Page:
Nuclear energy: how does it work, and how renewable is it?

02 February 2021 | Stephen Marcus

As we look for ways to reduce our carbon, nuclear power is often raised as one potential solution. After all, it’s a reliable source of low-carbon energy – which is just what we’re looking for, right?! So why are there questions around nuclear power’s green credentials?

Well, we’re sorry to say that nuclear waste poses a threat to the environment – and investing in nuclear power plants comes with a cost. In this guide, we’ll weigh up both sides of the argument, tell you all you need to know about nuclear, and explain the environmental impacts.

What is nuclear energy? 

Nuclear power is created through a process called nuclear fission. It all starts with uranium – a silvery-grey metal refined from rocks or ore, and dug out of mines around the world.

Nuclear fission harnesses the energy inside refined uranium by splitting its tiny, microscopic atoms. To get a sense of the incredible power inside a uranium atom, let’s compare it to coal, one of our traditional, carbon-heavy sources of energy:

  • 1kg of coal will create 8 kWh of power
  • 1 kg of uranium will create 24,000,000 kWh of power!

Yes, that’s 2 to 3 million times more energy! All from something the weight of a bag of sugar.

How does nuclear power work? 

First, let’s go back to basics: so what exactly is an atom? They’re the tiny particles that make up every object in the universe – including uranium, the substance used to generate nuclear power. 

So what’s uranium? Named after our smallest planet in the solar system, uranium is a metallic substance drawn from raw deposits of a rock called uraninite. After refinement, we get pure uranium – a chemical with some pretty powerful abilities to generate energy.

Nuclear fission then breaks down its tiny particles, to release the energy inside.

How does nuclear energy make electricity?

When it comes to nuclear power plants, in some ways they work just like traditional power stations:

  • A traditional plant burns coal, oil or natural gas, using them to boil water into steam. The steam turns turbines, which drive a generator and make electricity.
  • Nuclear power plants follow the same process, but they don’t burn anything. Instead, they use nuclear fission to split uranium atoms inside a nuclear reactor. The energy released by this reaction heats the water, which creates steam – and then, well, you get the idea.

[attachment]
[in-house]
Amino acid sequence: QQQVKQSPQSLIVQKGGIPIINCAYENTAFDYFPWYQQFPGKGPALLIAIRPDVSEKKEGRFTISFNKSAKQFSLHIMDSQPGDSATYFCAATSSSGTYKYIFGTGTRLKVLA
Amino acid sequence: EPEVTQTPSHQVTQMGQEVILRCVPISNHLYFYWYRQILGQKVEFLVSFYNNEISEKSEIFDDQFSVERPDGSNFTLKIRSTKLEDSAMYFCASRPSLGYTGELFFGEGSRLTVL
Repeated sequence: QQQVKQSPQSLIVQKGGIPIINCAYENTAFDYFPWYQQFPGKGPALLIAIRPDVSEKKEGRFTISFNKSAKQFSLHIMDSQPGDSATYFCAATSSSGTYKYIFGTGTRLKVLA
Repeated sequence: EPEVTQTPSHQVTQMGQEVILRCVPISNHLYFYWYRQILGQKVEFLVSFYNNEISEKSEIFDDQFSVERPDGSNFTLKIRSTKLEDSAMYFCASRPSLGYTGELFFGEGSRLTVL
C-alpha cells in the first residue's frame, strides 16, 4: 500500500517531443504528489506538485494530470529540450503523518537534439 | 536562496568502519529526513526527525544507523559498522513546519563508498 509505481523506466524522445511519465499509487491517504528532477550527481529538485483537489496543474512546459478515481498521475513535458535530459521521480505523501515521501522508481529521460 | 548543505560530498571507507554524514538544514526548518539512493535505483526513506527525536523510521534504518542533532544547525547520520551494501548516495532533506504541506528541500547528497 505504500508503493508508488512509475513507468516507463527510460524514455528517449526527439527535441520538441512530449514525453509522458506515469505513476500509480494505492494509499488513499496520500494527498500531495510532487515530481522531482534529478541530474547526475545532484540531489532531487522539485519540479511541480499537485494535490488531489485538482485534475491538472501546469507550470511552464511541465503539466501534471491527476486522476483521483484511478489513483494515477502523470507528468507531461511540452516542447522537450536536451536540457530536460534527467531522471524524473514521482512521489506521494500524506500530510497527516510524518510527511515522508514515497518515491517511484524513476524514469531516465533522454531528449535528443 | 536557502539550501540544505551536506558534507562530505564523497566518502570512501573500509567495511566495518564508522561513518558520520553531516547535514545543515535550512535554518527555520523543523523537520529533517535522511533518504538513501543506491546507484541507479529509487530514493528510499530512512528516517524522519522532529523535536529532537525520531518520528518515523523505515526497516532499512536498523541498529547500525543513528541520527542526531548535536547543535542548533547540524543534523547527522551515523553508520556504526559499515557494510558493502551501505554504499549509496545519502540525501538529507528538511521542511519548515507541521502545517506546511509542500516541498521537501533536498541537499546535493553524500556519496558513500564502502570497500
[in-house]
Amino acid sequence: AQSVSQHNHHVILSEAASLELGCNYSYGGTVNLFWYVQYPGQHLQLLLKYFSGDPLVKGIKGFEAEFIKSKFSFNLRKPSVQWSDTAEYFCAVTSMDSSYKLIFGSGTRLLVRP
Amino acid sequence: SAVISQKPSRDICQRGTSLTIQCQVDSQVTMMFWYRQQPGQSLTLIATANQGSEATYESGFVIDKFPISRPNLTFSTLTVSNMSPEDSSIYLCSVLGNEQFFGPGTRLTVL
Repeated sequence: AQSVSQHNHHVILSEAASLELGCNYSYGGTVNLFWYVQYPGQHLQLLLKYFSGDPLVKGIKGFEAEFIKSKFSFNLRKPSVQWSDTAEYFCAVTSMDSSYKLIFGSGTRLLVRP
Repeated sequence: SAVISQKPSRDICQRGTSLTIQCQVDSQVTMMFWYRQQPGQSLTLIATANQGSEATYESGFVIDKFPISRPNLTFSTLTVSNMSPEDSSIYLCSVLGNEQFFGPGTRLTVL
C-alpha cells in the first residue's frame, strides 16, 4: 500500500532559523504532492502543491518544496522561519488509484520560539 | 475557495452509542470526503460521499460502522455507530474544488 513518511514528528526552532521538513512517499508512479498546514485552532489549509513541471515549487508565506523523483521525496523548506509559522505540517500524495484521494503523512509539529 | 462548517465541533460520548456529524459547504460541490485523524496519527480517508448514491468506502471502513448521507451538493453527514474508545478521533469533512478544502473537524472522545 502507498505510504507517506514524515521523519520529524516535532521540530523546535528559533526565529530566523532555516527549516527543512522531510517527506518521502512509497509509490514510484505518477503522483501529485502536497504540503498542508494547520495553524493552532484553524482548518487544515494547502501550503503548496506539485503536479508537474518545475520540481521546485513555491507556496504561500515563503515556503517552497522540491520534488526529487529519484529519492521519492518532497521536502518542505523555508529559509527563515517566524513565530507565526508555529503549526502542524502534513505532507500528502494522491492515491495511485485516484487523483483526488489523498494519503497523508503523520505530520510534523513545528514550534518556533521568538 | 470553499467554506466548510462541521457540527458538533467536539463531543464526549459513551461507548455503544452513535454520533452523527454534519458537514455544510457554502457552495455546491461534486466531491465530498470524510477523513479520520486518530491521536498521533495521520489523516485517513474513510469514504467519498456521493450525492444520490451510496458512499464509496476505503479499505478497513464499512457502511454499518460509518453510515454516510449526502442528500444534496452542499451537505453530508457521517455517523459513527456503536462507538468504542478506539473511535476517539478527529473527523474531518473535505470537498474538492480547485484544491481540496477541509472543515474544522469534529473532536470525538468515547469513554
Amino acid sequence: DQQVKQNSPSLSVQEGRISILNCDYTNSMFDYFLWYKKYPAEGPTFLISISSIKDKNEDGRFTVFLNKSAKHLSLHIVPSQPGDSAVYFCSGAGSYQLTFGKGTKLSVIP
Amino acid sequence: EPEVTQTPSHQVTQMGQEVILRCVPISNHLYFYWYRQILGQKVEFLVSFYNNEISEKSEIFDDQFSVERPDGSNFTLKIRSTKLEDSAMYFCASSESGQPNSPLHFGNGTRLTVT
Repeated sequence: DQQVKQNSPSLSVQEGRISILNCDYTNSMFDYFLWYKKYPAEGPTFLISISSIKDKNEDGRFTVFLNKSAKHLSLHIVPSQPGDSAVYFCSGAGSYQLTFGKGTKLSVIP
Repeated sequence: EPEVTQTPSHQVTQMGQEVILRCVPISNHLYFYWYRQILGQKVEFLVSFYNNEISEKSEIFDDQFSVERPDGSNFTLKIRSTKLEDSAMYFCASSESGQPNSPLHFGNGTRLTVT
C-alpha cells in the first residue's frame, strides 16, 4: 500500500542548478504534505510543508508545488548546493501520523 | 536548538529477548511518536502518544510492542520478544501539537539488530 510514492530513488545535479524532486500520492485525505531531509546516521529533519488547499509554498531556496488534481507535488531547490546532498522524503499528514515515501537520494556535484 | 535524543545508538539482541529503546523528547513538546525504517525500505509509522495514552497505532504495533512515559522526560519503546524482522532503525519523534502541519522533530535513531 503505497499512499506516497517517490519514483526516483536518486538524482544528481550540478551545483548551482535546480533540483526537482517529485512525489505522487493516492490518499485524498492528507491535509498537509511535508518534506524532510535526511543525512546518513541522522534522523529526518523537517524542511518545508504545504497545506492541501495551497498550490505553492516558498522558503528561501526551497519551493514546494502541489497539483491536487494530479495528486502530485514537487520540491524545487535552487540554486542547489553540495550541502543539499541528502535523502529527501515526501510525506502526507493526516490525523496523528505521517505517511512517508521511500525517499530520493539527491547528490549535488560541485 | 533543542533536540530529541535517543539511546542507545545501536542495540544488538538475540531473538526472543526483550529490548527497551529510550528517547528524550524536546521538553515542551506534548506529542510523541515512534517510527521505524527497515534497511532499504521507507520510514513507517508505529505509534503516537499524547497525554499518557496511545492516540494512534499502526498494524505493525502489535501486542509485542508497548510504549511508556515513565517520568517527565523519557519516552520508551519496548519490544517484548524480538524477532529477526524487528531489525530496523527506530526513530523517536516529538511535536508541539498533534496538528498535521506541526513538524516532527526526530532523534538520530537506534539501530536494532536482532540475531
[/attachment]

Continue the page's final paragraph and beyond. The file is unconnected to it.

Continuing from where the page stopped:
• The big difference is the nuclear reactor, where the splitting of uranium atoms happens.
  • Here, rods of uranium, arranged in bundles, are put into a giant water tank inside the reactor. When the reactor is running, high-speed particles – known as neutrons – hit the uranium atoms and split them. This releases lots of energy, as well as even more neutrons, which split other uranium atoms, triggering a chain reaction, and releasing yet more energy!

Is nuclear energy renewable?

Nuclear energy is definitely not renewable. That’s because it’s generated using a substance that will one day run out. On the other hand, compared to fossil fuels, it’s far less damaging to the environment. But there are a few other things to think about:

  • As we said, nuclear’s not renewable – because uranium is a limited resource, unlike solar or wind energy. The fact remains, in spite of the estimate that it’s not likely to run out anytime soon (there are likely enough reserves to run the world’s reactors for 200 more years).
  • It’s not technically renewable – but nuclear power has a much smaller carbon footprint than carbon-heavy fossil fuels.
  • Nuclear may not produce carbon when electricity is actually being generated – but it’s definitely released when nuclear power stations are being built, or while they’re processing or transporting fuel.

To learn more about renewable energy, and the other ways we can combat climate change, check out some of our other guides:

Disadvantages of nuclear energy

While it’s low-carbon, and wonderful at generating lots of energy, there are some major downsides to nuclear energy. These include:

  • The upfront cost of building nuclear power plants. This is a serious investment, and critics say it’s just not worth it, considering how nuclear relies on a substance that will run out one day.